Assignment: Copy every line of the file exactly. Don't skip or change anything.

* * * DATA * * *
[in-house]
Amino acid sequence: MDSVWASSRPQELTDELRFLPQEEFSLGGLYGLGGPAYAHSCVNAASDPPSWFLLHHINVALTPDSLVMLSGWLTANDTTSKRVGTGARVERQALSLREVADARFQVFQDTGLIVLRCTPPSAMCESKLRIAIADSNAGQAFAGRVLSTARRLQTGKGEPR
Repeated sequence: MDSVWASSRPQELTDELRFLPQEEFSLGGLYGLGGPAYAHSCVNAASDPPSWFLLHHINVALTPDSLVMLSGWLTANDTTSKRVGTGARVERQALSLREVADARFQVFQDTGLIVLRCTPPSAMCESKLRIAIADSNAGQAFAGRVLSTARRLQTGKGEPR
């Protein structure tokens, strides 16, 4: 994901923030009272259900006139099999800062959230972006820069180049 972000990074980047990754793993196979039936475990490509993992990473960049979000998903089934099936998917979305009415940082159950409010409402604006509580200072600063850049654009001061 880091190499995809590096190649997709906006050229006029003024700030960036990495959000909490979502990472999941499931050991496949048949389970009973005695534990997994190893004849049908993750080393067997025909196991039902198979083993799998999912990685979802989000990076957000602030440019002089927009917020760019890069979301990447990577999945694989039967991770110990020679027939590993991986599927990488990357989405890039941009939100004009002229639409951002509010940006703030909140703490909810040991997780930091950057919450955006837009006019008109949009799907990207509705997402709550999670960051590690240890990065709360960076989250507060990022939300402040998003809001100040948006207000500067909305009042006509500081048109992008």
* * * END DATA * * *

[in-house]
Amino acid sequence: MDSVWASSRPQELTDELRFLPQEEFSLGGLYGLGGPAYAHSCVNAASDPPSWFLLHHINVALTPDSLVMLSGWLTANDTTSKRVGTGARVERQALSLREVADARFQVFQDTGLIVLRCTPPSAMCESKLRIAIADSNAGQAFAGRVLSTARRLQTGKGEPR
Repeated sequence: MDSVWASSRPQELTDELRFLPQEEFSLGGLYGLGGPAYAHSCVNAASDPPSWFLLHHINVALTPDSLVMLSGWLTANDTTSKRVGTGARVERQALSLREVADARFQVFQDTGLIVLRCTPPSAMCESKLRIAIADSNAGQAFAGRVLSTARRLQTGKGEPR
């Protein structure tokens, strides 16, 4: 994901923030009272259900006139099999800062959230972006820069180049 972000990074980047990754793993196979039936475990490509993992990473960049979000998903089934099936998917979305009415940082159950409010409402604006509580200072600063850049654009001061 880091190499995809590096190649997709906006050229006029003024700030960036990495959000909490979502990472999941499931050991496949048949389970009973005695534990997994190893004849049908993750080393067997025909196991039902198979083993799998999912990685979802989000990076957000602030440019002089927009917020760019890069979301990447990577999945694989039967991770110990020679027939590993991986599927990488990357989405890039941009939100004009002229639409951002509010940006703030909140703490909810040991997780930091950057919450955006837009006019008109949009799907990207509705997402709550999670960051590690240890990065709360960076989250507060990022939300402040998003809001100040948006207000500067909305009042006509500081048109992008």